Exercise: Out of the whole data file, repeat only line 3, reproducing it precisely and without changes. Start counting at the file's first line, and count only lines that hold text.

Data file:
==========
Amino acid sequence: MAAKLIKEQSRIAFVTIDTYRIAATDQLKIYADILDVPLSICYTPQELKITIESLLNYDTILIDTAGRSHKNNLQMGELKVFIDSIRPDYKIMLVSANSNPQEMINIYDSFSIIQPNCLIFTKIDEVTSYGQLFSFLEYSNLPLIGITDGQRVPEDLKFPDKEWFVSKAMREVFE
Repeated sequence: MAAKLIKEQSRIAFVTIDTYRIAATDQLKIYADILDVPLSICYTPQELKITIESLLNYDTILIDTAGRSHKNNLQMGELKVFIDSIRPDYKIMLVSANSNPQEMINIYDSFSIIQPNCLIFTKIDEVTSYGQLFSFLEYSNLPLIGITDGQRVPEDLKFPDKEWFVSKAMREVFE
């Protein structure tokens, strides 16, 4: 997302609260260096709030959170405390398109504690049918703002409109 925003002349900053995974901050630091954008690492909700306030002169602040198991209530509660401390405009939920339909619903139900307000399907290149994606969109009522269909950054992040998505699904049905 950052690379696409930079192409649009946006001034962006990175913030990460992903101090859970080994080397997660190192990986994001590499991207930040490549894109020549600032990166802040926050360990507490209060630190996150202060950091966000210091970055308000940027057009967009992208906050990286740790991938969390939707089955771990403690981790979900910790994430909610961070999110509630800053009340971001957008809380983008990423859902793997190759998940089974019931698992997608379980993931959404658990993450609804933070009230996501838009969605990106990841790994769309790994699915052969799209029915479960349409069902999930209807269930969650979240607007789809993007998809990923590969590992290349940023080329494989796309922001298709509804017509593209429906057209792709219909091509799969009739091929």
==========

């Protein structure tokens, strides 16, 4: 997302609260260096709030959170405390398109504690049918703002409109 925003002349900053995974901050630091954008690492909700306030002169602040198991209530509660401390405009939920339909619903139900307000399907290149994606969109009522269909950054992040998505699904049905 950052690379696409930079192409649009946006001034962006990175913030990460992903101090859970080994080397997660190192990986994001590499991207930040490549894109020549600032990166802040926050360990507490209060630190996150202060950091966000210091970055308000940027057009967009992208906050990286740790991938969390939707089955771990403690981790979900910790994430909610961070999110509630800053009340971001957008809380983008990423859902793997190759998940089974019931698992997608379980993931959404658990993450609804933070009230996501838009969605990106990841790994769309790994699915052969799209029915479960349409069902999930209807269930969650979240607007789809993007998809990923590969590992290349940023080329494989796309922001298709509804017509593209429906057209792709219909091509799969009739091929």